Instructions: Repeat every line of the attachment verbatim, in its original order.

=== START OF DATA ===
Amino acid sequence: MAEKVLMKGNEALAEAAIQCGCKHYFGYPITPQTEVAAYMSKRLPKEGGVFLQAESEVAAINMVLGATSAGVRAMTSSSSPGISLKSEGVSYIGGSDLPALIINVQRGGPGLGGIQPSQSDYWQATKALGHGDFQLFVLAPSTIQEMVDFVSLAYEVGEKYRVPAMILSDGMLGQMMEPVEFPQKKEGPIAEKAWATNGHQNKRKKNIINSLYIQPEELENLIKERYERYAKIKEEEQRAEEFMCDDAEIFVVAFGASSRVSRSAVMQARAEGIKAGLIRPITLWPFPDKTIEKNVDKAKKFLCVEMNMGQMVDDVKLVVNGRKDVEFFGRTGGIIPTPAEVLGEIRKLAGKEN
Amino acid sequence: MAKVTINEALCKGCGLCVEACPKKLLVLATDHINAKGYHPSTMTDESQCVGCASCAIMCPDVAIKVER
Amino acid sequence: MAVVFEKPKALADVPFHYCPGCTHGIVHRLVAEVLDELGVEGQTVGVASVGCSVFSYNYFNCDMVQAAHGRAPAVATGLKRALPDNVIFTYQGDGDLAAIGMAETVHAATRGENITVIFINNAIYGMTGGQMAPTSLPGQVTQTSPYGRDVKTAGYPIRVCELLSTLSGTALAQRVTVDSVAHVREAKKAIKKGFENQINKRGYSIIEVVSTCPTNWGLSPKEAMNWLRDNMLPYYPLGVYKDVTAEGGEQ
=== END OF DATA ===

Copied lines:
Amino acid sequence: MAEKVLMKGNEALAEAAIQCGCKHYFGYPITPQTEVAAYMSKRLPKEGGVFLQAESEVAAINMVLGATSAGVRAMTSSSSPGISLKSEGVSYIGGSDLPALIINVQRGGPGLGGIQPSQSDYWQATKALGHGDFQLFVLAPSTIQEMVDFVSLAYEVGEKYRVPAMILSDGMLGQMMEPVEFPQKKEGPIAEKAWATNGHQNKRKKNIINSLYIQPEELENLIKERYERYAKIKEEEQRAEEFMCDDAEIFVVAFGASSRVSRSAVMQARAEGIKAGLIRPITLWPFPDKTIEKNVDKAKKFLCVEMNMGQMVDDVKLVVNGRKDVEFFGRTGGIIPTPAEVLGEIRKLAGKEN
Amino acid sequence: MAKVTINEALCKGCGLCVEACPKKLLVLATDHINAKGYHPSTMTDESQCVGCASCAIMCPDVAIKVER
Amino acid sequence: MAVVFEKPKALADVPFHYCPGCTHGIVHRLVAEVLDELGVEGQTVGVASVGCSVFSYNYFNCDMVQAAHGRAPAVATGLKRALPDNVIFTYQGDGDLAAIGMAETVHAATRGENITVIFINNAIYGMTGGQMAPTSLPGQVTQTSPYGRDVKTAGYPIRVCELLSTLSGTALAQRVTVDSVAHVREAKKAIKKGFENQINKRGYSIIEVVSTCPTNWGLSPKEAMNWLRDNMLPYYPLGVYKDVTAEGGEQ